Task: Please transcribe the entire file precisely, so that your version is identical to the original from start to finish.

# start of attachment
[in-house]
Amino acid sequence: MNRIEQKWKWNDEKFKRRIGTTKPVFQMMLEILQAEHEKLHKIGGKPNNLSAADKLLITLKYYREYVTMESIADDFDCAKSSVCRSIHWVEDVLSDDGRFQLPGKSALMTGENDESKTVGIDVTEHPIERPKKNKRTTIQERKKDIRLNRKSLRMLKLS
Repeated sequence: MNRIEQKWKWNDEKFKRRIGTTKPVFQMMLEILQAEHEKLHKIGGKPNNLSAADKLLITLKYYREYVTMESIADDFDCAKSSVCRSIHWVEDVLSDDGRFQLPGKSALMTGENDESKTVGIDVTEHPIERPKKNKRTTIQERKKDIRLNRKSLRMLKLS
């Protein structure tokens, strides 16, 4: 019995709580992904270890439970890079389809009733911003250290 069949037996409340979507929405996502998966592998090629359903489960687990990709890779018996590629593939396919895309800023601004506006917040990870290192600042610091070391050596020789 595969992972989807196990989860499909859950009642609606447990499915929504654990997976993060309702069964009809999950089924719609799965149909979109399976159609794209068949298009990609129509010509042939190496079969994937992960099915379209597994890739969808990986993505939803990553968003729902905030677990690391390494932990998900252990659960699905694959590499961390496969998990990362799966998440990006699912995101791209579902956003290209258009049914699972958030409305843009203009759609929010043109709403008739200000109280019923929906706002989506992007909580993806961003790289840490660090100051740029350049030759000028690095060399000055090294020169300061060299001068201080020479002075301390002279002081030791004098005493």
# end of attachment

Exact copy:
[in-house]
Amino acid sequence: MNRIEQKWKWNDEKFKRRIGTTKPVFQMMLEILQAEHEKLHKIGGKPNNLSAADKLLITLKYYREYVTMESIADDFDCAKSSVCRSIHWVEDVLSDDGRFQLPGKSALMTGENDESKTVGIDVTEHPIERPKKNKRTTIQERKKDIRLNRKSLRMLKLS
Repeated sequence: MNRIEQKWKWNDEKFKRRIGTTKPVFQMMLEILQAEHEKLHKIGGKPNNLSAADKLLITLKYYREYVTMESIADDFDCAKSSVCRSIHWVEDVLSDDGRFQLPGKSALMTGENDESKTVGIDVTEHPIERPKKNKRTTIQERKKDIRLNRKSLRMLKLS
């Protein structure tokens, strides 16, 4: 019995709580992904270890439970890079389809009733911003250290 069949037996409340979507929405996502998966592998090629359903489960687990990709890779018996590629593939396919895309800023601004506006917040990870290192600042610091070391050596020789 595969992972989807196990989860499909859950009642609606447990499915929504654990997976993060309702069964009809999950089924719609799965149909979109399976159609794209068949298009990609129509010509042939190496079969994937992960099915379209597994890739969808990986993505939803990553968003729902905030677990690391390494932990998900252990659960699905694959590499961390496969998990990362799966998440990006699912995101791209579902956003290209258009049914699972958030409305843009203009759609929010043109709403008739200000109280019923929906706002989506992007909580993806961003790289840490660090100051740029350049030759000028690095060399000055090294020169300061060299001068201080020479002075301390002279002081030791004098005493």